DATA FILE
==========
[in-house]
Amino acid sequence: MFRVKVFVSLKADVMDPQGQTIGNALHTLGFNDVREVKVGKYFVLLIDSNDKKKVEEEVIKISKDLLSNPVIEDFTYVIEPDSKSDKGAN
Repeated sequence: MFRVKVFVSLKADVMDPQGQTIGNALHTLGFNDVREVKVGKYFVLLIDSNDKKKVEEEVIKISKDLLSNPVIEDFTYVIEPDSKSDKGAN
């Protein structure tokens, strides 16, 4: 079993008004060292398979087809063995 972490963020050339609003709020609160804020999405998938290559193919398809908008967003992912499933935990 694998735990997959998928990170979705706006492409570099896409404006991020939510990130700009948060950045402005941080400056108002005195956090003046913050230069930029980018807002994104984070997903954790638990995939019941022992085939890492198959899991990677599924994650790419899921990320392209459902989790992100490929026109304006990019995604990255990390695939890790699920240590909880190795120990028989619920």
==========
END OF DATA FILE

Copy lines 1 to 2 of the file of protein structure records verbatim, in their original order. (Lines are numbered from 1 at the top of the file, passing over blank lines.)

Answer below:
[in-house]
Amino acid sequence: MFRVKVFVSLKADVMDPQGQTIGNALHTLGFNDVREVKVGKYFVLLIDSNDKKKVEEEVIKISKDLLSNPVIEDFTYVIEPDSKSDKGAN